Customer Review

58 of 58 people found the following review helpful
5.0 out of 5 stars "Only the Dead Have Seen the end of War", 28 July 2009
This review is from: All Quiet on the Western Front (Paperback)
With the recent sad passing of Harry Patch "The last Tommy", who was the last man alive to have fought in the trenches of the Great War, I feel saddened that the last living link with my grandfathers generation has been lost. He will be buried in the village of Monkton Combe a short drive away from where I live, making it doubly poignant. Harry didn't speak about the war until he was a hundred years old, such was the mark it left on him. In his last years he was outspoken against war and its waste. That war to end all wars almost annihilated a generation and left mental scars on the survivors that would never heal.

There were two things that I did with my children out of respect for that generation. I took them all to see the Menin Gate at Ypres in Belgium with the names of the dead engraved on it. On his first trip out of the country since the war this was the first place Harry Patch visited. If you have not done this, then do it. The second thing I did for my son was to read him Erich Maria Remarque's story "All Quiet on the Western Front". It was a bit too violent for my daughters who are of a more delicate disposition. My son often reminds me that he still has the mental scars from the book. He still asks what sort of father would do that to his son. But he remembers it vividly. I have read it three times now and it is a book that is as powerful today as when it was first published in book form in 1929 when it caused a sensation. It is the daddy of all the anti war books.

We see the war through the eyes of an innocent and naive young soldier Paul Baumer who is fresh from school. After some initial training he is sent to the front where he witnesses the realities of trench warfare. Life becomes very cheap indeed, but Paul adapts and learns how to survive. He sees friends killed and he kills himself, and in so doing becomes dehumanized. The physical and psychological effects of the war on these men are shown graphically. The characters from the novel seem so real. The old veteran Katczinsky who takes the young lads under his wing. Himmelstoss the ex postman turned training corporal who gives the recruits such a hard time in training. A tyrant who is later exposed on the front as a frightened coward. War does that to men. There is no hiding place and the inner soul is exposed. The ending of the story is a blissful release and so very sad.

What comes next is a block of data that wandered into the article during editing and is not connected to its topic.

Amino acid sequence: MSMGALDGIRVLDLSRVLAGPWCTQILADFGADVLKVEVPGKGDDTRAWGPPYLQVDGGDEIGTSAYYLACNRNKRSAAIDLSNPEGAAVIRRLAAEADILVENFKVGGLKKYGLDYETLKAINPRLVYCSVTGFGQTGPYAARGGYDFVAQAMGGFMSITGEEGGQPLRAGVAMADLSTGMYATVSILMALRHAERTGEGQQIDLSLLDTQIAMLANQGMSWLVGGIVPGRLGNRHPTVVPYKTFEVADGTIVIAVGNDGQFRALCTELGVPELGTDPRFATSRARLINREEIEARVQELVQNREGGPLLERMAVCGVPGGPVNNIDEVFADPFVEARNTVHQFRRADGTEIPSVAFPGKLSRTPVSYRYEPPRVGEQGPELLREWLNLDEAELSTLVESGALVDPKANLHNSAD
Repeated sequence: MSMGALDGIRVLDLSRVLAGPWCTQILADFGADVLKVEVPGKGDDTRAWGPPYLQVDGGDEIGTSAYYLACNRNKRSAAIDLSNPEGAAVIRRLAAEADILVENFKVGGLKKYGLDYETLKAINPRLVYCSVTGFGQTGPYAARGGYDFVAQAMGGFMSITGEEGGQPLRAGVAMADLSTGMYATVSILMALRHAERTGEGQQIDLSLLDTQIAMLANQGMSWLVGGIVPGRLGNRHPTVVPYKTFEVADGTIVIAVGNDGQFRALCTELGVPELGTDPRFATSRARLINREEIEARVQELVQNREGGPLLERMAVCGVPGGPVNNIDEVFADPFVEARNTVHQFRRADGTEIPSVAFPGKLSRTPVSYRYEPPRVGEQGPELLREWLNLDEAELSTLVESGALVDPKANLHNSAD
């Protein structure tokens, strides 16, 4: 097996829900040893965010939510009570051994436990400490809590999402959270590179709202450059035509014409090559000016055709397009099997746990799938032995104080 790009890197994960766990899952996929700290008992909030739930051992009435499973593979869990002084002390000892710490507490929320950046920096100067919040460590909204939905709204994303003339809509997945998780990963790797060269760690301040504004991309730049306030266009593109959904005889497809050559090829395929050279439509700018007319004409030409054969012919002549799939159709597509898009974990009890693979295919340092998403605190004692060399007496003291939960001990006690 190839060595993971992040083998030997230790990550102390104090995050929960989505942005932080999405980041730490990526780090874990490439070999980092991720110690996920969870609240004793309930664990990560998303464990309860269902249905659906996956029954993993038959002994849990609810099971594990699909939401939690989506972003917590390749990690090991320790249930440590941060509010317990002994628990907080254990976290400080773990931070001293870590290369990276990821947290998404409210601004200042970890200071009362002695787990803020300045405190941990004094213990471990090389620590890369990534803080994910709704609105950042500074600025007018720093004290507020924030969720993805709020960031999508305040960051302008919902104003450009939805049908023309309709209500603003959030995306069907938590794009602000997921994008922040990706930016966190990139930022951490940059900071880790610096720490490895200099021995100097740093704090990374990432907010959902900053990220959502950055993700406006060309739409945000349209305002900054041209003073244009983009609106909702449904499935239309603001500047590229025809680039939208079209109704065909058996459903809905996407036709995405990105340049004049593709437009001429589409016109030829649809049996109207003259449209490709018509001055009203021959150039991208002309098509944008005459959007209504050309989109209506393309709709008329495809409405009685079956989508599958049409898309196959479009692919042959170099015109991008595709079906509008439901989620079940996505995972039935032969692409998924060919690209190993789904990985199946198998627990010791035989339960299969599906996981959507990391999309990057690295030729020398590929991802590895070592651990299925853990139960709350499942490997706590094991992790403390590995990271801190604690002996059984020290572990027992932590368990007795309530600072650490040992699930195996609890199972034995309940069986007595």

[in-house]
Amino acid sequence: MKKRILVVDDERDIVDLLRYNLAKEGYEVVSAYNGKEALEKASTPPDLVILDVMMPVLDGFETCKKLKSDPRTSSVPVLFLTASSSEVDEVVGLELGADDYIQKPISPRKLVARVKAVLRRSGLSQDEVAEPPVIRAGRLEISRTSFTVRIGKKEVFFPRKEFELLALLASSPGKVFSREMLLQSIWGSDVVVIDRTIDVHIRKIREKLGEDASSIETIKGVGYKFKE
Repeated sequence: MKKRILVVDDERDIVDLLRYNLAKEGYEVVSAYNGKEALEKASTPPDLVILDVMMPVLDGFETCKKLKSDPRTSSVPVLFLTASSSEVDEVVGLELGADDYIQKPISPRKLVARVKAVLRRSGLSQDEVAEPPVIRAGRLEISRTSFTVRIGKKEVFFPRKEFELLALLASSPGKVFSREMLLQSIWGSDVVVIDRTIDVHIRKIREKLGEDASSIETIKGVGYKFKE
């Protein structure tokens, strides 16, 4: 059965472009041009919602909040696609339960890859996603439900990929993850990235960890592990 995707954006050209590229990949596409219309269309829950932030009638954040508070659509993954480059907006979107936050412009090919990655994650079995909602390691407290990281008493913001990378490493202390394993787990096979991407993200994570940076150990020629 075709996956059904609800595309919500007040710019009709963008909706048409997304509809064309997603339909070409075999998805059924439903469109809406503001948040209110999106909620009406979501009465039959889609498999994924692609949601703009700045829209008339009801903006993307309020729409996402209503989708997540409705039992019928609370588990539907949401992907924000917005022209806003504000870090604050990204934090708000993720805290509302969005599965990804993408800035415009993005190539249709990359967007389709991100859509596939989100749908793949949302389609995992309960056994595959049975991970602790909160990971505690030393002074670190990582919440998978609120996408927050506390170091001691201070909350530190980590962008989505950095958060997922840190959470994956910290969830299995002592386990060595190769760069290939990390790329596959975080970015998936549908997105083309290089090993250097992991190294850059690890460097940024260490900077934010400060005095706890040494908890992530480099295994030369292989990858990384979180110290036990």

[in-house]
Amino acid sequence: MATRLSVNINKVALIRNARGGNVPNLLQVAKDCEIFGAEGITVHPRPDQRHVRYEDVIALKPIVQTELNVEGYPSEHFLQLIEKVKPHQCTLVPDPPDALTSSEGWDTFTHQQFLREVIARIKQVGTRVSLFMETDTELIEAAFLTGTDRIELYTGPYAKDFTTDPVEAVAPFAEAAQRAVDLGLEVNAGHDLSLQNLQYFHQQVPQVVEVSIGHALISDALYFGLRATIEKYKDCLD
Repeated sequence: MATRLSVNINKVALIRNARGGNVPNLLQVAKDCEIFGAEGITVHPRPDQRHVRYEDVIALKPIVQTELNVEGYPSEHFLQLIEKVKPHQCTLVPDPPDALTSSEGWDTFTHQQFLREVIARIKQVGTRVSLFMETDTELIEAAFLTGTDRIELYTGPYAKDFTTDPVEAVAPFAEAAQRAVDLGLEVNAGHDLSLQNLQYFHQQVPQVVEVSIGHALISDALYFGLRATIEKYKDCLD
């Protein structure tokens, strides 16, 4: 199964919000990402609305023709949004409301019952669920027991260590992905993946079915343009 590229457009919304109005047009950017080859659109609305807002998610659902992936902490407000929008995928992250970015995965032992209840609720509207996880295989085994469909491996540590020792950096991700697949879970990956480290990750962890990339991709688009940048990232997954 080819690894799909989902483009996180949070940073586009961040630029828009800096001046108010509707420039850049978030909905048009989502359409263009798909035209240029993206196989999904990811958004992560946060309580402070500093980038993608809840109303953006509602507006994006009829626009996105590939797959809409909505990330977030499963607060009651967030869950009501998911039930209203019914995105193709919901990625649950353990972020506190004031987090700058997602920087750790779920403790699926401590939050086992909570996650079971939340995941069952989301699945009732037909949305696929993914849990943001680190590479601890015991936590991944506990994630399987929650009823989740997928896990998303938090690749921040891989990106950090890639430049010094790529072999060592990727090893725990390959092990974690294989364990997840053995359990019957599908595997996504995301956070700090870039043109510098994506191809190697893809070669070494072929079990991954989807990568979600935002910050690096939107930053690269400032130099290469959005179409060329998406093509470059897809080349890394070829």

The words "All Quiet on the Western Front" have so embedded themselves in the national psche that they have become common slang for not much is happening. Remarque was well qualified to write the book as he served as a German soldier in the trenches. The book and its anti war message was hated by Hitler who burnt most copies. Remarque was forced to leave his own country. Sadly his message has been lost on the warmongers. One only has to look at the long list of conflicts since the war. "Only the dead have seen the end of war". Harry Patch and his generation will see no more wars. May they rest in peace. If you do nothing else visit the Menin gate or read this book. Essential reading.
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Showing 1-2 of 2 posts in this discussion
Initial post: 10 Sep 2013 12:53:47 BDT
A great review, drawer. I'm re-reading this classic after I read it 30 years ago at school at the age of 13. It's already destined for my nephews' shelf. No better book about war, I'm already dreading finishing it. I loved Sven Hassel as a kid, but he took so much from EM Remarque. Naughty...

In reply to an earlier post on 14 Feb 2014 22:57:40 GMT
Bob Salter says:
Thanks for your kind comments. It's the sort of book that you can re-read and it hasn't dated a bit. Sven Hassel wasn't stupid. If you are going to borrow, then borrow from the best.

Regards. Bob.
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